Open Access Thesis
This thesis examines the effects of an alcoholic home environment, and suggests that growing up in such an environment may not provide the necessary base for the optimal development of self-concept. The purpose of this study is to empirically examine potential differences in self-concept among adult children of problem drinkers as measured by the Tennessee Self Concept Scale. This is facilitated through the use of The Children of Alcoholics Screening Test (CAST), and further evaluated in terms of sex of subject, birth order, and family size. The results indicate that adult children of problem drinkers tend to be more maladjusted and may have a greater propensity toward the development of personality problems and neuroses. Thus, it appears that being raised in a family disrupted by alcohol abuse may have a significant impact on an individual's emotional well-being during the adult years.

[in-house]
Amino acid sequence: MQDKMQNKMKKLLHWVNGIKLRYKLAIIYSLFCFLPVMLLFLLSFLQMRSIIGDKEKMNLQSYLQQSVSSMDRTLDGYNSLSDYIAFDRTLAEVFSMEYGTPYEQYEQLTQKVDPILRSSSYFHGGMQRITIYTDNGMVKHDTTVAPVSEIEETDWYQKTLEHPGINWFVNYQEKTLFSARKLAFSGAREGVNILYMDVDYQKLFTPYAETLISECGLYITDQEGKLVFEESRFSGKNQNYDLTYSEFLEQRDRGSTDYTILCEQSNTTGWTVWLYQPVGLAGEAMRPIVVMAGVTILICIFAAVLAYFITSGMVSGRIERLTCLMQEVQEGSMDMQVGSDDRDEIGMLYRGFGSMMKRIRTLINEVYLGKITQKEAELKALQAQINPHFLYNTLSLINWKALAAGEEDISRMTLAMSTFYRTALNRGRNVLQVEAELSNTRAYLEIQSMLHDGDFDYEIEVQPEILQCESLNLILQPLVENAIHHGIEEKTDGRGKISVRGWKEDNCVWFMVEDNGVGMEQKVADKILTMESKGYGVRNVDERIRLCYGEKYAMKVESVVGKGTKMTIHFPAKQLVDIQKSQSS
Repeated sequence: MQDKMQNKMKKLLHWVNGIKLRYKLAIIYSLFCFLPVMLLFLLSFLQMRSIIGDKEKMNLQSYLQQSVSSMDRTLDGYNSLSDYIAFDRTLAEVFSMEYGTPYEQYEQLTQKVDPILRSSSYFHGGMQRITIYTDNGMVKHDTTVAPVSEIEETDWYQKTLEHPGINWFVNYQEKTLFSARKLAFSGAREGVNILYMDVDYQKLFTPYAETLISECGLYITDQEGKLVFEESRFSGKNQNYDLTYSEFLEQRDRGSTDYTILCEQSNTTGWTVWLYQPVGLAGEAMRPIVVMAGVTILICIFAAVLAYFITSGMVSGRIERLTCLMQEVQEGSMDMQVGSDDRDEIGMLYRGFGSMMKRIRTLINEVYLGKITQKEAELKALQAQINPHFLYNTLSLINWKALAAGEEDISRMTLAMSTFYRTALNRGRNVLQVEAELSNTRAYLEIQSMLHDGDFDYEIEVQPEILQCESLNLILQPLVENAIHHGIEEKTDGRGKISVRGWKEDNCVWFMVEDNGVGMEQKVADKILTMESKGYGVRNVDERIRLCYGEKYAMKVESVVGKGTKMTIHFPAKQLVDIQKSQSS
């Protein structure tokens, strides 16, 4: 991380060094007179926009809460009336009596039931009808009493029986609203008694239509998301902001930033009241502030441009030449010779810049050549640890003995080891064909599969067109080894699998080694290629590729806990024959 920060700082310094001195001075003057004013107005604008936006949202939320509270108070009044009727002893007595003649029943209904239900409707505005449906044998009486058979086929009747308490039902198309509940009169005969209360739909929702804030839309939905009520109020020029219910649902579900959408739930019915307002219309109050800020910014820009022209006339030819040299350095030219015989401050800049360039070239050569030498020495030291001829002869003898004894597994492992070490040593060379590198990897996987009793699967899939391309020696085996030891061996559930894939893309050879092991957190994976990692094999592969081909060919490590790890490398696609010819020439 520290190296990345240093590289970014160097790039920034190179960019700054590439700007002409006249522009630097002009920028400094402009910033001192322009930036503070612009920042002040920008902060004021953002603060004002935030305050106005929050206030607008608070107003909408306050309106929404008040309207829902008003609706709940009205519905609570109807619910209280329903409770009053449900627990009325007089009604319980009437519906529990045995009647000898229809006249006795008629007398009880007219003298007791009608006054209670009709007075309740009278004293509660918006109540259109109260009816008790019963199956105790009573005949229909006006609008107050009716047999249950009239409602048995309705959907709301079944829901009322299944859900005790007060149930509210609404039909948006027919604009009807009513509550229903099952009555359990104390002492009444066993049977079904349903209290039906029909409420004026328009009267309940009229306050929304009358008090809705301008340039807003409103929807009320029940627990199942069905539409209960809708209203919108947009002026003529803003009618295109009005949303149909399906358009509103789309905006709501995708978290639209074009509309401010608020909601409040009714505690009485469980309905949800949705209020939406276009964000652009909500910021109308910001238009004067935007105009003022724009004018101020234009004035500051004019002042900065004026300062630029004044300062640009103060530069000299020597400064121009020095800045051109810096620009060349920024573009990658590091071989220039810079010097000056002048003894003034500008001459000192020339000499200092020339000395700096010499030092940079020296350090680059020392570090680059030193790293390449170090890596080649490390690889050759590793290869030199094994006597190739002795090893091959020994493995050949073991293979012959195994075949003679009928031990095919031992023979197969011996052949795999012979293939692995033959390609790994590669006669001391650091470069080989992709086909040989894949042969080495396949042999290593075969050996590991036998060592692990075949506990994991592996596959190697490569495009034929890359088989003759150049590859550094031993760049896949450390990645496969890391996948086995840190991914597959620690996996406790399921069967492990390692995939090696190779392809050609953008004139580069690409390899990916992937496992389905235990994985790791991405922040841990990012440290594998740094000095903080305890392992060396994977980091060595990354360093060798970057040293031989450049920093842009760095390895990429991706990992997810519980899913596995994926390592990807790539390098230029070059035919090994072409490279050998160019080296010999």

Year of Submission
Master of Arts
Department of Psychology
John W. Somervill, Chairman, Thesis Committee
1 PDF file (ix, 97 pages)
©1987 Thomine Sue Wilson
Wilson, Thomine Sue, "Potential differences in self-concept among adult children of problem drinkers" (1987). Theses and Dissertations @ UNI. 877.